It is another object of the present invention to provide an improved lighting system for use on motorcycles including a taillight strobe lamp which emits brilliant flashes of light when the motorcycle's throttle is closed.

A still further object of the present invention is to provide an improved lighting system for motorcycles which includes a taillight strobe lamp which emits brilliant flashes of light when the motorcycle's throttle is closed and the clutch is engaged.

It is a further object of the present invention to provide an improved lighting system for use on motorcycles including a headlight strobe lamp and a taillight strobe lamp which may be manually activated.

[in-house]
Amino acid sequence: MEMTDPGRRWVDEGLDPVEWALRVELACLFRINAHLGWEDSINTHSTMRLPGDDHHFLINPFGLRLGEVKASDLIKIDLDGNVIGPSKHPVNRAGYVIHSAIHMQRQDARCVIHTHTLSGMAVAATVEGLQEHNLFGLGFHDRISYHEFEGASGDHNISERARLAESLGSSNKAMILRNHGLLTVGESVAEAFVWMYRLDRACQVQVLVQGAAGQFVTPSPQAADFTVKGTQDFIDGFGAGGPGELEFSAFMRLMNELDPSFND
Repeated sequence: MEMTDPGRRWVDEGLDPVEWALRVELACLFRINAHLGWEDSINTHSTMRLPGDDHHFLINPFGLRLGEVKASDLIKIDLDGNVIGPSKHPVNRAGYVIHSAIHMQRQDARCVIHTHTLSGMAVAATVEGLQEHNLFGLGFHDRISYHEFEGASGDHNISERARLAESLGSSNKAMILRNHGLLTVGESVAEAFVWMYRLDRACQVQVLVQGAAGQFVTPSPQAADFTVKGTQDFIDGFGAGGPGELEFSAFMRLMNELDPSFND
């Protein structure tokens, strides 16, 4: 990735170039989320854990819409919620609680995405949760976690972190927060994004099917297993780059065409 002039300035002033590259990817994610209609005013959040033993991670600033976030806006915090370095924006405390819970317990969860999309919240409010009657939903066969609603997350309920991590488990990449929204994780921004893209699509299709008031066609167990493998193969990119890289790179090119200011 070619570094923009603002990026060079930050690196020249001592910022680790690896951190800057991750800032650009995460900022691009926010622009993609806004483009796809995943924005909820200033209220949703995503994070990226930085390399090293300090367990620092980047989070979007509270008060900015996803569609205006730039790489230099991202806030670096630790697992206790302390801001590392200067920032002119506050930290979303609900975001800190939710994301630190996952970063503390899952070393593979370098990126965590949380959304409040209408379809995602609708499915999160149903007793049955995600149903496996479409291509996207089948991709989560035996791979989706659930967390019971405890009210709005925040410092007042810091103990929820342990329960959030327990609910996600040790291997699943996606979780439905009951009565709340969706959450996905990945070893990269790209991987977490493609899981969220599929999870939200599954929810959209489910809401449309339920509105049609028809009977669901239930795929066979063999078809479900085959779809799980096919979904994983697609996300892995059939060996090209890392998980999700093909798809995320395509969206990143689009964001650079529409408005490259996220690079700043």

A still further object of the present invention is to provide an improved lighting system for use on motorcycles including a taillight strobe lamp which emits brilliant flashes of light when the motorcycle's brake is applied.

A still further object of the present invention is to provide an improved lighting system for use on motorcycles which includes an emergency power supply.

Yet another object of the present invention is to provide an improved lighting system for use on motorcycles which includes an indicator lamp which, when lit, signifies that the lighting system is operational.

According to a broad aspect of the invention there is provided a lighting system for use on a vehicle such as a motorcycle of the type which includes a throttle which when closed reduces the amount of fuel being consumed so as to achieve deceleration, a clutch which when disengaged disconnects the vehicles engine from its transmission, a braking system for stopping the vehicle, and a source of electrical energy which is activated by the vehicles ignition system.